Britain has a proud history of small car manufacturers, with names like Jensen and Morgan being familiar. Most have, or had, a unique proposition – Jensen had a Chrysler V8 in a coachbuilt body, Morgan has the 1930’s wood-framed body, and Reliant built three fiberglass wheelers.
That statement deserves clarification – Yes, Reliant had built three wheeler vans and cars since the 1930s but they also built four wheeled vehicles, either as derivatives of the three wheelers or as separate vehicles. Perhaps the best remembered is the Reliant Scimitar GTE. CC Contributor David Saunders once owned one and wrote up the story of his Scimitar here.
The Kitten is therefore in a long tradition; it was a four wheeled derivative of the long running Reliant Robin (often incorrectly called the Robin Reliant) which ran from 1973 to 1981 (and then again under various new ownership and licensing agreements), and was perhaps the best known Reliant model.
The Kitten had a double wishbone front suspension and longer front wheel wells, as the engine was mounted further forward, grafted onto a Robin chassis and rear body. Power came from an 848cc four cylinder engine, based loosely on the engine of the pre-war Austin 7, giving around 40bhp, and driving the rear wheels through a four speed gearbox
This featured Kitten is the longer estate version; the regular saloon (above) was the bigger seller.
Like all Reliants since the 1950s, the bodies were built of fibreglass, mounted on a traditional steel chassis, with semi-elliptic rear springs.
Robins, and the later Rialto, can still be seen on the roads; the Kitten only sold 2600 in the UK and there are perhaps 100 still licensed, supported by an active ownership community.
Nice! Looks like a VW Rabbit with a Chevy S10 grille
The Kitten “…only sold 2600 in the U.K.”.
That 2600 was 2/3rds of total production.
My reference book describes the Kitten thusly:
“….it was a rather unpleasant car: noisy, cramped, plasticky, and poorly built.” “A fringe product at best and now extremely rare.”
And that from a book printed 20 years ago.
Even at the time, the press clearly found it difficult to say anything truly positive about a car that was 50% more expensive than a Mini, less capable and smelt badly of glue……
Cute car. That must be the most old-school chassis of any car in the ’70s. Hefty frame, RWD, engine BEHIND the front axle. Except for the rack and pinion, could be a 1939 chassis.
Kitten is an…interesting name choice. I can’t imagine they sold many to men.
Over here in the US, many people know of Reliants only because of Mr. Bean.
Mr. Bean! I had the same thought.
And about the name, don’t kittens eat robins? 🙂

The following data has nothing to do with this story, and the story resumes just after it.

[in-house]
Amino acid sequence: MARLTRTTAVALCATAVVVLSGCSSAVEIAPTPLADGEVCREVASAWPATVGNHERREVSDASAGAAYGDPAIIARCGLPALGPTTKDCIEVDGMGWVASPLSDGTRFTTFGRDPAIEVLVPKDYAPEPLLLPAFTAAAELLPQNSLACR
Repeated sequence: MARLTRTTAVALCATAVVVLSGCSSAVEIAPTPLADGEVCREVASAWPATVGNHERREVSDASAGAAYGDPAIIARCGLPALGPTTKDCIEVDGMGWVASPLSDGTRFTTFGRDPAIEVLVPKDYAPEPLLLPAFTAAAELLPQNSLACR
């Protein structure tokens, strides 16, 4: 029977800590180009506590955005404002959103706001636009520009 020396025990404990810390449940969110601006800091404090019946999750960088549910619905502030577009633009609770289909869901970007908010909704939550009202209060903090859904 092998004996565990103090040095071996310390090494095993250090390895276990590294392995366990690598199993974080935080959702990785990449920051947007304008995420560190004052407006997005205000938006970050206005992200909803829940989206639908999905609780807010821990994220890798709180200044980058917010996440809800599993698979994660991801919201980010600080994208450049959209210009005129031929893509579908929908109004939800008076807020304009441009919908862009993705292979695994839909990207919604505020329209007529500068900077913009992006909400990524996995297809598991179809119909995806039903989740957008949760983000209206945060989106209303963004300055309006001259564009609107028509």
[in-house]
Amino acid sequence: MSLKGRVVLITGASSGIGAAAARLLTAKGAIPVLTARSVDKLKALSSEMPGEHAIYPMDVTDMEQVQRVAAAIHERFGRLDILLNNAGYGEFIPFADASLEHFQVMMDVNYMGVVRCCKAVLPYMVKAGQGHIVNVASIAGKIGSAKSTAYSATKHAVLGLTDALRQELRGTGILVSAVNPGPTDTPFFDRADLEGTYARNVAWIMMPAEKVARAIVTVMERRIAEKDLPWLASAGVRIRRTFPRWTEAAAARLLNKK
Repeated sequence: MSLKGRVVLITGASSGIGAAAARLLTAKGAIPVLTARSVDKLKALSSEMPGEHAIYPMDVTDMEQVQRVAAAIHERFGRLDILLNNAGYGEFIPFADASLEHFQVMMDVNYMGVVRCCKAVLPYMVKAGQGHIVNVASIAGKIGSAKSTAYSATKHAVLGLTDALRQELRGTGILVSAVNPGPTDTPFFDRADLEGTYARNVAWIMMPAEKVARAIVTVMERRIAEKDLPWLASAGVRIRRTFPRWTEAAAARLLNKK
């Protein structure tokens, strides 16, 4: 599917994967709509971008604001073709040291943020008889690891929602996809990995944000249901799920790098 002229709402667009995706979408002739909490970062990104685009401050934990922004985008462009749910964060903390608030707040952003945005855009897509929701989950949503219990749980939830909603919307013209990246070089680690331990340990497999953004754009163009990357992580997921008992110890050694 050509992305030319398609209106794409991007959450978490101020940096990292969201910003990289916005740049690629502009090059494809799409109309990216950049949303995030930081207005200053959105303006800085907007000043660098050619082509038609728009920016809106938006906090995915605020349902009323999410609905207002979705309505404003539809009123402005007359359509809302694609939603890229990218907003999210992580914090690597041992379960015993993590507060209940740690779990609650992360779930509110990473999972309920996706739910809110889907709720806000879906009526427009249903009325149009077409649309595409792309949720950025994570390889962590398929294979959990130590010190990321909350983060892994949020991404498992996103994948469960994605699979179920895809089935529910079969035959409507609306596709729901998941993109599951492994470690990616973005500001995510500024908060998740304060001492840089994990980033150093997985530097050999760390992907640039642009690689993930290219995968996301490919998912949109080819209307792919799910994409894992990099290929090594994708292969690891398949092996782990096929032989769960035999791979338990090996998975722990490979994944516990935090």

I wonder if the name was chosen deliberately for that kind of reason. They had a similar 4 door version of the Robin’s predecessor, the Regal. The four-wheeler was a Rebel – Rebels against their Regal masters?
It’s funny, I never thought of this as a woman’s car. They were much less common than Robins but little Reliants tended to be driven by a certain type of working class male.
British men probably are less hung up about stuff like that, even less so in those days. The Robin was a coal miner’s car! They may seem like toys but they were a very pragmatic choice.
Bean? No. Clarkson, yes!
There was an episode of Magnum P.I. in which they went to England. Higgins, the British caretaker of the Hawaiian estate, rented a Reliant.
Isn’t it sad how some things stick in your memory?
H’mm. That vehicle looks kinda familiar (except maybe I’m just being fooled by the colour; the one in the link has twin rear doors rather than a single gate).
That’s a Bedford HA, the van version of the original Vauxhall Viva. It’s yellow as it’s ex British Telecom, as seemingly all of them were. It’s a bit bigger than the Reliant.
I’ve never seen a Reliant van or estate with twin rear doors.
Thank you kindly.
This was a semi-familiar sight on Israeli roads in the 70s, particularly after the fuel crisis in 73, after the war, given that it was the most economical car sold in Israel back then (35 MPG combined). With fuel prices being what they were, people were prepared to put up with something which was basic even according to Israeli standards of the time.
Reliant had several partnerships in Israel and in Turkey to create cars based on the Kitten and a larger platform as well. The Anadol is perhaps the best known of these.
As T Turtle says these were very economical. From memory the average consumption on the Autocar road test was around 42mpg (imperial). Peers like the Ford Fiesta and Mini only achieved late 30s. The Kitten was produced as the Sipani Dolphin in Bangalore which spawned a very DIY-looking four door version called the Montana. There were still a few around in the early 90s particularly in southern India looking pretty sorry for themselves.